Paul Greenberg

Now we know. Or at least we know more than we did about what happened at Benghazi, and, even more telling, what happened afterward. And there's doubtless more to come. With each congressional hearing, with each appearance by another whistleblower, the picture becomes more complete. And it's not pretty. It's more like that Portrait of Dorian Gray hidden away in the attic that, when it is finally uncovered, shows every dirty deception, every scabrous half-truth that is even worse than a lie, all of it detailed in those emails that are today's equivalent of the Nixon Tapes. It could be the 1970s again.

The Portrait of Benghazi painted by this administration now begins to reveal every crack and flaw, every rhetorical sleight-of-word used to cover, first, its feckless incompetence when it came to protecting our diplomats and then, much worse, its attempts to cover its tracks even as the true heroes of Benghazi were being brought home in coffins.

As was said during Watergate, it's not the original scandal that disgraces a politician, even on the presidential level, but the cover-up, the tissue of fabrications a president -- and in this case a secretary of state, too -- kept weaving. Only to see it unravel at an ever faster pace.

The truth about what happened at Benghazi -- and afterward -- continues to out. But we the (ever-gullible) people are supposed to believe that all last week's sworn testimony was just part of a Republican plot to smear our leaders. But that dog won't hunt, as we say in these latitudes. Because, to quote a Republican who in his time was also denounced as just troublemaker seeking only partisan advantage, you can fool some of the people some of the time, but not all the people all the time. And time is running out for those still defending the administration's execrable handling of Benghazi -- before, during and after the slaughter there.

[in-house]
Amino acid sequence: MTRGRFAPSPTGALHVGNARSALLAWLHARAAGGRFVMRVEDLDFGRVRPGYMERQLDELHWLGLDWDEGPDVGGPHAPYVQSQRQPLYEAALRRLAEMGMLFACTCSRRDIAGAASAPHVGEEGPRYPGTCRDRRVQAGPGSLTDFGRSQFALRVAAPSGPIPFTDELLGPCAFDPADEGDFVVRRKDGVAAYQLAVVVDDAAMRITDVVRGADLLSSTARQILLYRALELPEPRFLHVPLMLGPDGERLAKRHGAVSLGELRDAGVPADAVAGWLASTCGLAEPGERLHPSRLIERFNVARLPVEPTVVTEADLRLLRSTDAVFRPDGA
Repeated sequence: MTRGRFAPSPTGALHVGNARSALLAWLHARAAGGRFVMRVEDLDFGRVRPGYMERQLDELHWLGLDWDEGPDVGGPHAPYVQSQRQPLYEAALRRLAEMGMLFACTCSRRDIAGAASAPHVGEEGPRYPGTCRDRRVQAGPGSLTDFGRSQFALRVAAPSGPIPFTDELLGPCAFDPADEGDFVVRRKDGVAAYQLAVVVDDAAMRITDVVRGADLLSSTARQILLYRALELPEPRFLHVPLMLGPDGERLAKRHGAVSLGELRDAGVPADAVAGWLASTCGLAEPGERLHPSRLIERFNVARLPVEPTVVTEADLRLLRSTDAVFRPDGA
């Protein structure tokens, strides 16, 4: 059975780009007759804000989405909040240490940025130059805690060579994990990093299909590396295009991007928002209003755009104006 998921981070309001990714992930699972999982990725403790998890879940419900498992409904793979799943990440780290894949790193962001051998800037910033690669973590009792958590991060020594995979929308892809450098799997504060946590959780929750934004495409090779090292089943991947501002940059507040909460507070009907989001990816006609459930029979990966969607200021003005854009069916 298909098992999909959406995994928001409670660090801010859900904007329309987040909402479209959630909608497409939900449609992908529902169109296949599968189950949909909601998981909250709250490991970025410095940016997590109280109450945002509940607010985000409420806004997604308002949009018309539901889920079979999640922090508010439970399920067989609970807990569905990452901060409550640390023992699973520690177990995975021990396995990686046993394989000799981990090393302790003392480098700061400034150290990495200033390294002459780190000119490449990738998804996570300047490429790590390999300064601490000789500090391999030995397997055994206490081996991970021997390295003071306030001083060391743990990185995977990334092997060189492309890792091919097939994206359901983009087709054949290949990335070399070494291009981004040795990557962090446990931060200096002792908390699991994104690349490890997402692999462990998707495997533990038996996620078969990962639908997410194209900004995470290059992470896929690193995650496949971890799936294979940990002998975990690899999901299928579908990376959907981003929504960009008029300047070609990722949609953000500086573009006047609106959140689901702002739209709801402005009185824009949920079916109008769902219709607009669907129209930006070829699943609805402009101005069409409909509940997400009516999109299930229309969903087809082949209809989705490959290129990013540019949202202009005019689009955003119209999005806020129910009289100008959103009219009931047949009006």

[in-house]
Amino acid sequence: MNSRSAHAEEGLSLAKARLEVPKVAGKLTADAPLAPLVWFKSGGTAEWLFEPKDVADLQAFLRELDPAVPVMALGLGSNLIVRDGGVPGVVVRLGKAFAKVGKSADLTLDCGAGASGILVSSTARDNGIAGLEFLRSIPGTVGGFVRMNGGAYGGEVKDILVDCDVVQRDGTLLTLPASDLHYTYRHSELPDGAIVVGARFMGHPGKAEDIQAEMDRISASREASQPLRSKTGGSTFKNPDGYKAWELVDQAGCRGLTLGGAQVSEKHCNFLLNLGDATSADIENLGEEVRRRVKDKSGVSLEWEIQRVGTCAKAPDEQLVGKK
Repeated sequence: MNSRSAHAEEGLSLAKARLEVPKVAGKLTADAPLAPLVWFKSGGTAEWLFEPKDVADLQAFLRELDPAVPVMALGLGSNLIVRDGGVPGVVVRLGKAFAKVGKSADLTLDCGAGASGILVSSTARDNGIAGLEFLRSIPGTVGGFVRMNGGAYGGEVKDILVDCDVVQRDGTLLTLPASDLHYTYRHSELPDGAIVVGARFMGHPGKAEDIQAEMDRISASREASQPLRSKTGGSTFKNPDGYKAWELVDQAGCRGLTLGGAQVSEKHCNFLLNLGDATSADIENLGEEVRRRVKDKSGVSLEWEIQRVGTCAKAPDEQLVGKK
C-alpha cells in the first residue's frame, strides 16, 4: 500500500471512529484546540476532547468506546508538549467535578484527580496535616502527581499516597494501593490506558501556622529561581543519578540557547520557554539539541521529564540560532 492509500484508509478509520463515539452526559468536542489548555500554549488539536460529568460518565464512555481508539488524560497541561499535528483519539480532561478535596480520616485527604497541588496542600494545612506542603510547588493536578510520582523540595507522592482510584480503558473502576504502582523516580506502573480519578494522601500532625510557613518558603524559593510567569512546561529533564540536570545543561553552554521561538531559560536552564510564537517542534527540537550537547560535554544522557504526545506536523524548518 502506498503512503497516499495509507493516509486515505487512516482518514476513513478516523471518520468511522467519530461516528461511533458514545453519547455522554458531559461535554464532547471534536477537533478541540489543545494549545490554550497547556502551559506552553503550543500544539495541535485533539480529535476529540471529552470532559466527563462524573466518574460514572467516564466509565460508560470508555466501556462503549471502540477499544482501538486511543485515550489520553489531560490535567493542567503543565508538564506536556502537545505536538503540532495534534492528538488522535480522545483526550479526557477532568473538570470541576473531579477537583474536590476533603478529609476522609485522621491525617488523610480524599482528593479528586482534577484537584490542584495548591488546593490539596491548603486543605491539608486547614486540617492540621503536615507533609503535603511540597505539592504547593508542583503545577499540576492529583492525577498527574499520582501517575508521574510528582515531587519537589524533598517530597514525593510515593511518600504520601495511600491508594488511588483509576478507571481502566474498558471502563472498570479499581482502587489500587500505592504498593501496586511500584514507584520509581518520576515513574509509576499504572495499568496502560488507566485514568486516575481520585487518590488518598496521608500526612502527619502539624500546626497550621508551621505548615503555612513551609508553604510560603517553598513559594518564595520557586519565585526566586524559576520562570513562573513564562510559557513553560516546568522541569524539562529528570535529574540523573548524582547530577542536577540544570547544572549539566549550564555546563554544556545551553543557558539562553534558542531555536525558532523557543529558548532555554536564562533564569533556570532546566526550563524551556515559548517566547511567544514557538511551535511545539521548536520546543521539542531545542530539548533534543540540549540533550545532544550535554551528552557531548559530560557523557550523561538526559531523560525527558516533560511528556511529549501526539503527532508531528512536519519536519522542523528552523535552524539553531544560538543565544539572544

Like the layers of an onion, all the administration's misleading statements about Benghazi are now being peeled away one by one, perhaps not as fast as it can change them but fast enough so that anyone who still cares about the truth can go back and see what they were -- only cover stories. One after the other:

--Even as she stood by as the remains of the four dead Americans as they were brought home, our secretary of state blamed the assault that killed them on a "mob" inflamed by a sacrilegious video that, we find out, had nothing to do with it.

Paul Greenberg

Pulitzer Prize-winning Paul Greenberg, one of the most respected and honored commentators in America, is the editorial page editor of the Arkansas Democrat-Gazette.